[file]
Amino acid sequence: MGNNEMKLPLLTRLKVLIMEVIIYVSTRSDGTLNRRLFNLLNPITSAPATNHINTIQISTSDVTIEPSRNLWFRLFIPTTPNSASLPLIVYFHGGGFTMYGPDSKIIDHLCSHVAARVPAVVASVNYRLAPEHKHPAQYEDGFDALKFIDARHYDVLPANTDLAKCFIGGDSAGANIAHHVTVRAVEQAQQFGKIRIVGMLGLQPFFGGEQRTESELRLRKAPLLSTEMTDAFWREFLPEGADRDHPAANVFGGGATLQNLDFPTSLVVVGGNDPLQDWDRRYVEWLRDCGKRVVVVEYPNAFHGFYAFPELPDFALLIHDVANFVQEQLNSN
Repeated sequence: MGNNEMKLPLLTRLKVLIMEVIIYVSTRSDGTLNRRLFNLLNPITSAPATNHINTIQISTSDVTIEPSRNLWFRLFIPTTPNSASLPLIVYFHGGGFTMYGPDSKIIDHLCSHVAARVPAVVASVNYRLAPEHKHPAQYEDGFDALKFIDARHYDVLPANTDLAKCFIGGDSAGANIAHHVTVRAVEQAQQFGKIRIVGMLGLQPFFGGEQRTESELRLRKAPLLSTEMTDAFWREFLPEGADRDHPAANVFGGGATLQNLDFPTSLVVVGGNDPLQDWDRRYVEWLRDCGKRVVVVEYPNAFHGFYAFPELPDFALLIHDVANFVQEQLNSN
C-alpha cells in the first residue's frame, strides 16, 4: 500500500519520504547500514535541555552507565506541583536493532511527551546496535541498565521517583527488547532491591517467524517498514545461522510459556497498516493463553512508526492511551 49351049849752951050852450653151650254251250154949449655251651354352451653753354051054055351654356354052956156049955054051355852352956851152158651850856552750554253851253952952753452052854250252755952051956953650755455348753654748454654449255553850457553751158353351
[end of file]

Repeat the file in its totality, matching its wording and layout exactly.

Amino acid sequence: MGNNEMKLPLLTRLKVLIMEVIIYVSTRSDGTLNRRLFNLLNPITSAPATNHINTIQISTSDVTIEPSRNLWFRLFIPTTPNSASLPLIVYFHGGGFTMYGPDSKIIDHLCSHVAARVPAVVASVNYRLAPEHKHPAQYEDGFDALKFIDARHYDVLPANTDLAKCFIGGDSAGANIAHHVTVRAVEQAQQFGKIRIVGMLGLQPFFGGEQRTESELRLRKAPLLSTEMTDAFWREFLPEGADRDHPAANVFGGGATLQNLDFPTSLVVVGGNDPLQDWDRRYVEWLRDCGKRVVVVEYPNAFHGFYAFPELPDFALLIHDVANFVQEQLNSN
Repeated sequence: MGNNEMKLPLLTRLKVLIMEVIIYVSTRSDGTLNRRLFNLLNPITSAPATNHINTIQISTSDVTIEPSRNLWFRLFIPTTPNSASLPLIVYFHGGGFTMYGPDSKIIDHLCSHVAARVPAVVASVNYRLAPEHKHPAQYEDGFDALKFIDARHYDVLPANTDLAKCFIGGDSAGANIAHHVTVRAVEQAQQFGKIRIVGMLGLQPFFGGEQRTESELRLRKAPLLSTEMTDAFWREFLPEGADRDHPAANVFGGGATLQNLDFPTSLVVVGGNDPLQDWDRRYVEWLRDCGKRVVVVEYPNAFHGFYAFPELPDFALLIHDVANFVQEQLNSN
C-alpha cells in the first residue's frame, strides 16, 4: 500500500519520504547500514535541555552507565506541583536493532511527551546496535541498565521517583527488547532491591517467524517498514545461522510459556497498516493463553512508526492511551 49351049849752951050852450653151650254251250154949449655251651354352451653753354051054055351654356354052956156049955054051355852352956851152158651850856552750554253851253952952753452052854250252755952051956953650755455348753654748454654449255553850457553751158353351